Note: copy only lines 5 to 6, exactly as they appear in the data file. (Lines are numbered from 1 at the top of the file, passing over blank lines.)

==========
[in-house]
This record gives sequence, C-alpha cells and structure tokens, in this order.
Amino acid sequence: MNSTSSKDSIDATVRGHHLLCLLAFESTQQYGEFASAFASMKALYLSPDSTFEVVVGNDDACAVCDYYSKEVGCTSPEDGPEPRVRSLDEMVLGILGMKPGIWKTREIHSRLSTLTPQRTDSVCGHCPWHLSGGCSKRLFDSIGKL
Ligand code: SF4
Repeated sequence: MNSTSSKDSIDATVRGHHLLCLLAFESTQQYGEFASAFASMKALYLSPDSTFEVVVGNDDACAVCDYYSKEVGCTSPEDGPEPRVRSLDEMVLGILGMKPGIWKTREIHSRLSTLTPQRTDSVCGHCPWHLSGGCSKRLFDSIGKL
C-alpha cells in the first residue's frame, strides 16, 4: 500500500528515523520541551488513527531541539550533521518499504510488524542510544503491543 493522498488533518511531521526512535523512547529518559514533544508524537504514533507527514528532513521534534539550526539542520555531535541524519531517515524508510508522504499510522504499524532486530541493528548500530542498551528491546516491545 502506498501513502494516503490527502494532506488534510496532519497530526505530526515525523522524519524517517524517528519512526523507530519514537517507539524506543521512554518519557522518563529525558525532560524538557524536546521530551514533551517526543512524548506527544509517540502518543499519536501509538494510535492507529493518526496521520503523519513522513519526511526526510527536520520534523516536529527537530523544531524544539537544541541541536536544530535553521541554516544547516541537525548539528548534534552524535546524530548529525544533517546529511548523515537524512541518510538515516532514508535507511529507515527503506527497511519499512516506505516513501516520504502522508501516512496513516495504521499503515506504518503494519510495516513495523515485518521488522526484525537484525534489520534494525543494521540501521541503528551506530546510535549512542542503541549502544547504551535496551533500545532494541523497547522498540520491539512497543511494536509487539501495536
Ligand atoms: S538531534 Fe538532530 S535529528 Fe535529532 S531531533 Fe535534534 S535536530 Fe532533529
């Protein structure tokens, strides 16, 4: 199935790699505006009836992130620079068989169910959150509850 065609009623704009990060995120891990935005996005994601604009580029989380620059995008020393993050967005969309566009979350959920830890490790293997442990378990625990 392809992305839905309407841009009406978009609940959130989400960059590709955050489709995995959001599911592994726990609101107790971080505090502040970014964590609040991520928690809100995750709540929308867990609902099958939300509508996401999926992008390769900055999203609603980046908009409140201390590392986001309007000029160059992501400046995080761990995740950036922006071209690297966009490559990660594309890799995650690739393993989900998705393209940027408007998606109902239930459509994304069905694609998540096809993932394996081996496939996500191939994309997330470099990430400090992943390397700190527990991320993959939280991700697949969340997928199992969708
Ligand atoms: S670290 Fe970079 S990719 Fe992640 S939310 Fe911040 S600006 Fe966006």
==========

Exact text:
Repeated sequence: MNSTSSKDSIDATVRGHHLLCLLAFESTQQYGEFASAFASMKALYLSPDSTFEVVVGNDDACAVCDYYSKEVGCTSPEDGPEPRVRSLDEMVLGILGMKPGIWKTREIHSRLSTLTPQRTDSVCGHCPWHLSGGCSKRLFDSIGKL
C-alpha cells in the first residue's frame, strides 16, 4: 500500500528515523520541551488513527531541539550533521518499504510488524542510544503491543 493522498488533518511531521526512535523512547529518559514533544508524537504514533507527514528532513521534534539550526539542520555531535541524519531517515524508510508522504499510522504499524532486530541493528548500530542498551528491546516491545 502506498501513502494516503490527502494532506488534510496532519497530526505530526515525523522524519524517517524517528519512526523507530519514537517507539524506543521512554518519557522518563529525558525532560524538557524536546521530551514533551517526543512524548506527544509517540502518543499519536501509538494510535492507529493518526496521520503523519513522513519526511526526510527536520520534523516536529527537530523544531524544539537544541541541536536544530535553521541554516544547516541537525548539528548534534552524535546524530548529525544533517546529511548523515537524512541518510538515516532514508535507511529507515527503506527497511519499512516506505516513501516520504502522508501516512496513516495504521499503515506504518503494519510495516513495523515485518521488522526484525537484525534489520534494525543494521540501521541503528551506530546510535549512542542503541549502544547504551535496551533500545532494541523497547522498540520491539512497543511494536509487539501495536